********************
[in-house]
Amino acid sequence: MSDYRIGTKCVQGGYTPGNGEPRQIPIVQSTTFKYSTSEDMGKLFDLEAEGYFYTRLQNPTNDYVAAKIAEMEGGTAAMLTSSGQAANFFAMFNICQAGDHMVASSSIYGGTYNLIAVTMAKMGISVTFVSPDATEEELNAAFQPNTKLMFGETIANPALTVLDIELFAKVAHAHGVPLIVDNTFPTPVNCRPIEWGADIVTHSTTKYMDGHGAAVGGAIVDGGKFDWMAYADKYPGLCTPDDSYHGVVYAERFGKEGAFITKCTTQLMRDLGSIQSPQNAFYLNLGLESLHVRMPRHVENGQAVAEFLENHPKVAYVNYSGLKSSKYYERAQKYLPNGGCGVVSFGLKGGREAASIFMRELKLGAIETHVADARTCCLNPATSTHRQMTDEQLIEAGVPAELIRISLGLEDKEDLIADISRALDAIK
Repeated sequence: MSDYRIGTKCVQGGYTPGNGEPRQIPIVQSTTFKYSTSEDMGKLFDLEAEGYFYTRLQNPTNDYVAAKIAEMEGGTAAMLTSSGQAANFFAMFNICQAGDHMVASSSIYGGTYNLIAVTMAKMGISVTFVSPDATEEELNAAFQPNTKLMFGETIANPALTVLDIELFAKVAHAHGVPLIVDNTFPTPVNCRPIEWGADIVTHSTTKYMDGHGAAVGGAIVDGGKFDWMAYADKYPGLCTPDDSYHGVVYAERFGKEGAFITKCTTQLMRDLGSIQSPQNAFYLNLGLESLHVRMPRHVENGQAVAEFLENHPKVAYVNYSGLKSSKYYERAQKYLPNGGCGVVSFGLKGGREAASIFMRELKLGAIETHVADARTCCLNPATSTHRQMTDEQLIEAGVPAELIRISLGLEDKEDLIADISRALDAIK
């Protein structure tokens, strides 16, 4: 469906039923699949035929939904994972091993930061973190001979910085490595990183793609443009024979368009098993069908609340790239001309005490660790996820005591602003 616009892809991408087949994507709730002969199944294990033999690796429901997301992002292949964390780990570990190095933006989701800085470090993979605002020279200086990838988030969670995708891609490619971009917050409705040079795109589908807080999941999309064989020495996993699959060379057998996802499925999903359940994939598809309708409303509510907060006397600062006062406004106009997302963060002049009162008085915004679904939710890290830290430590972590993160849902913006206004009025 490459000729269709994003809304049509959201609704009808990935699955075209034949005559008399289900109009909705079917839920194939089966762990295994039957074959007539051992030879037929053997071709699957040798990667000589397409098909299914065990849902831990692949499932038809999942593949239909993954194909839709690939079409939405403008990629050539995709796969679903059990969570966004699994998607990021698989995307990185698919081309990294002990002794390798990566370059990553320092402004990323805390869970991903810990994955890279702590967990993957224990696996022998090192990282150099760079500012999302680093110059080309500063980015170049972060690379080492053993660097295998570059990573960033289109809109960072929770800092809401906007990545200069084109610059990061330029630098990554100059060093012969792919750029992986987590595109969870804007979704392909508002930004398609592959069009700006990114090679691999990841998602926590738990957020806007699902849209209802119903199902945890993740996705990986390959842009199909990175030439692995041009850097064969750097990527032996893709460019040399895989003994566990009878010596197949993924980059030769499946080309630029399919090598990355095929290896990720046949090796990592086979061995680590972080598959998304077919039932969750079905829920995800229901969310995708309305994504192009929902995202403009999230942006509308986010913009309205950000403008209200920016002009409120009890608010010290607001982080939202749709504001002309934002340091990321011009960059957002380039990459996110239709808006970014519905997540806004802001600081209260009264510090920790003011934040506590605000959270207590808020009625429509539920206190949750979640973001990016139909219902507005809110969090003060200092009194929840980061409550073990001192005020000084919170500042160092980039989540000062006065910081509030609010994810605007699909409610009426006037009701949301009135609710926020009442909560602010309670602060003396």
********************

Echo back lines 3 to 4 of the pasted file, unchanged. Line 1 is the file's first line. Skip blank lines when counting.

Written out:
Repeated sequence: MSDYRIGTKCVQGGYTPGNGEPRQIPIVQSTTFKYSTSEDMGKLFDLEAEGYFYTRLQNPTNDYVAAKIAEMEGGTAAMLTSSGQAANFFAMFNICQAGDHMVASSSIYGGTYNLIAVTMAKMGISVTFVSPDATEEELNAAFQPNTKLMFGETIANPALTVLDIELFAKVAHAHGVPLIVDNTFPTPVNCRPIEWGADIVTHSTTKYMDGHGAAVGGAIVDGGKFDWMAYADKYPGLCTPDDSYHGVVYAERFGKEGAFITKCTTQLMRDLGSIQSPQNAFYLNLGLESLHVRMPRHVENGQAVAEFLENHPKVAYVNYSGLKSSKYYERAQKYLPNGGCGVVSFGLKGGREAASIFMRELKLGAIETHVADARTCCLNPATSTHRQMTDEQLIEAGVPAELIRISLGLEDKEDLIADISRALDAIK
């Protein structure tokens, strides 16, 4: 469906039923699949035929939904994972091993930061973190001979910085490595990183793609443009024979368009098993069908609340790239001309005490660790996820005591602003 616009892809991408087949994507709730002969199944294990033999690796429901997301992002292949964390780990570990190095933006989701800085470090993979605002020279200086990838988030969670995708891609490619971009917050409705040079795109589908807080999941999309064989020495996993699959060379057998996802499925999903359940994939598809309708409303509510907060006397600062006062406004106009997302963060002049009162008085915004679904939710890290830290430590972590993160849902913006206004009025 490459000729269709994003809304049509959201609704009808990935699955075209034949005559008399289900109009909705079917839920194939089966762990295994039957074959007539051992030879037929053997071709699957040798990667000589397409098909299914065990849902831990692949499932038809999942593949239909993954194909839709690939079409939405403008990629050539995709796969679903059990969570966004699994998607990021698989995307990185698919081309990294002990002794390798990566370059990553320092402004990323805390869970991903810990994955890279702590967990993957224990696996022998090192990282150099760079500012999302680093110059080309500063980015170049972060690379080492053993660097295998570059990573960033289109809109960072929770800092809401906007990545200069084109610059990061330029630098990554100059060093012969792919750029992986987590595109969870804007979704392909508002930004398609592959069009700006990114090679691999990841998602926590738990957020806007699902849209209802119903199902945890993740996705990986390959842009199909990175030439692995041009850097064969750097990527032996893709460019040399895989003994566990009878010596197949993924980059030769499946080309630029399919090598990355095929290896990720046949090796990592086979061995680590972080598959998304077919039932969750079905829920995800229901969310995708309305994504192009929902995202403009999230942006509308986010913009309205950000403008209200920016002009409120009890608010010290607001982080939202749709504001002309934002340091990321011009960059957002380039990459996110239709808006970014519905997540806004802001600081209260009264510090920790003011934040506590605000959270207590808020009625429509539920206190949750979640973001990016139909219902507005809110969090003060200092009194929840980061409550073990001192005020000084919170500042160092980039989540000062006065910081509030609010994810605007699909409610009426006037009701949301009135609710926020009442909560602010309670602060003396």